Bio++ : C Language libraries for your biological need

C has always been a language that never attempts to tie a programmer down - it allows for easy implementation, it comes with a genuinely useful standard library that can itself be implemented in C, and it is both efficient and portable. C has always appealed to systems programmers who like the terse, concise manner in which powerful expressions can be coded. C was widely distributed with an Operating System (Unix) that was actually largely written in C itself. Also, C allowed programmers to (while sacrificing portability) have direct access to many machine-level features that would otherwise require the use of Assembly Language.

As Dennis Ritchie writes in his paper, "The Development of the C Language",
C is quirky, flawed, and an enormous success. While accidents of history surely helped, it evidently satisfied a need for a system implementation language efficient enough to displace assembly language, yet sufficiently abstract and fluent to describe algorithms and interactions in a wide variety of environments.

C++ has its basis in C - extending it by supporting features meant to encourage and support the development of large programs. Perhaps most importantly, it supports object-oriented programming in a familiar setting and framework (that of C). When C++ was created, one of the initial aims was to retain compatibility with C to as large an extent as possible, and retain its spirit and efficiency. It was possible to convert from C to C++ gradually, thus making use of C++ (initally, at least) as a "better C", and moving on to using other features. This allowed many C programmers to learn C++ quickly (though using C++ effectively requires a major mind-shift for many C programmers)
Are you really interested in C/C++ language for the biological programming? If yes there is good news for you. Bio++ 1.9.0 is available with amazing libraries that can help you to solve approximately all problems related with biology.

Some of the new feature has been added in the latest version, these are as follows:

Support for codon models (including non-homogenous models),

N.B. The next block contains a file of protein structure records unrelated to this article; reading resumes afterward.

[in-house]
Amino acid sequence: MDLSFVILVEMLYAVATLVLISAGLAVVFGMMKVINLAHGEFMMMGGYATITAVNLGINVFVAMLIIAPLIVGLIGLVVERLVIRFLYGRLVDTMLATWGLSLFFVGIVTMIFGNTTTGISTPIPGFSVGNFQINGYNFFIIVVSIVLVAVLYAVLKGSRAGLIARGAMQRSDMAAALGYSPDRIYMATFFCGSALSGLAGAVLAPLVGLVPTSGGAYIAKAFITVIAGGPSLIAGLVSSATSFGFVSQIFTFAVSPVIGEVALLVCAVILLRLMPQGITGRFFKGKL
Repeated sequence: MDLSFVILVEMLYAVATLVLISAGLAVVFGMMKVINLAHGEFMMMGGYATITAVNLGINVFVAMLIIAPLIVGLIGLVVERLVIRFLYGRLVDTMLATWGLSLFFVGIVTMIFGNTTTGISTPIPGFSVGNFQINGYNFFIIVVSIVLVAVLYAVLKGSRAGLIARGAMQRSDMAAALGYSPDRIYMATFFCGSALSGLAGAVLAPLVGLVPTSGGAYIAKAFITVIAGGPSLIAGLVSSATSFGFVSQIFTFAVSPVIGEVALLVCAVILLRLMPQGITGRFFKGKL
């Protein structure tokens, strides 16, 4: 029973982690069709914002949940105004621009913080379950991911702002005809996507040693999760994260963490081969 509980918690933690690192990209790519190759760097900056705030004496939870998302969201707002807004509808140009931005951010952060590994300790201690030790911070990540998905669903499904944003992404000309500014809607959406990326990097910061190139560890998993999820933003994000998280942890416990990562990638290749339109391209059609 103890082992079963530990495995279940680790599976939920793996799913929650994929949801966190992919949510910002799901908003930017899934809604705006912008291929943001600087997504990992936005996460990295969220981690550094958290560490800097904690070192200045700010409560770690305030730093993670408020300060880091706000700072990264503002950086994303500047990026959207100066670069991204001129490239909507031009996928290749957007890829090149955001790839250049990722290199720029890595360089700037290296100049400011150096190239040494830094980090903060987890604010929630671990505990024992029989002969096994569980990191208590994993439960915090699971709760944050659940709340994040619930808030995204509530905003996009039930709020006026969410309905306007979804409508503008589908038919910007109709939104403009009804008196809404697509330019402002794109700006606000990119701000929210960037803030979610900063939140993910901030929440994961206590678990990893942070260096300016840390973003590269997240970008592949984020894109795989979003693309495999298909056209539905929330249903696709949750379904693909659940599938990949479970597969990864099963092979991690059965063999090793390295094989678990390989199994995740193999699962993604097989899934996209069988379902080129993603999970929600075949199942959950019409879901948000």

Tools for manipulating Hidden Markov Models,
Improved numerical tools (numerical derivatives, parameter transforms...),
A new library, Bio++ RAA (Remote Acnuc Access), allowing you to fetch public databases like GenBank, EMBL or SwissProt,
Algorithms for plotting trees, with support for vector formats like SVG, Fig or LaTeX-PGF.
So get relax and solve the HMM problems with an ease with Bio++. J
Now the time has been change, the biological programmers are ready to use the C++ libraries of biology. These library are designed in order to reduce the C++ long codes in a small and handy for the biological programmers. Basically, Bio++ is a set of C++ libraries for Bioinformatics, including sequence analysis,phylogenetics, molecular evolution and population genetics.
Bio++ is designed in an extensible object-oriented way, in the C++ language.

Some of the unique features of the libraries are as follows:
Sequence analysis

Sequence and Site objects, with various Alphabet support (DNA, RNA, Proteins, Codons, any 'Word' of a given size).
Several containers available for inner storage, with several implementations. Support for alignments.
Various I/O formats supported: Fasta, Mase, CLustal, Phylip, DCSE, GenBank (sequence only).
Sequence manipulation: truncation, concatenation, sub-sequences, etc.
In silico molecular biology: (reverse) transcription, translation, replication.
Several genetic codes availables: Standard and mitochondrial (vertebrates, echinoderms and other invertabrates)
Amino acids properties: volume, polarity and charge + physico-chemical distance (Miyata and Grantham) + import from any AAIndex entry.
Consensus sequences.
Pairwise alignment.
Similarity score computation.
Sequence bootstrap.
Homogeneity test (Bowker's test).

Phylogenetics and molecular evolution 
Data structure and IO

Phylogenetic trees.
IO from newick files, with support for multiple entries.

Phylogenetic reconstuction methods

Parsimony (NNI)
Distance matrices estimation and I/O to files in Phylip format.
Distance methods: (U/W)PGMA, NJ, BioNJ.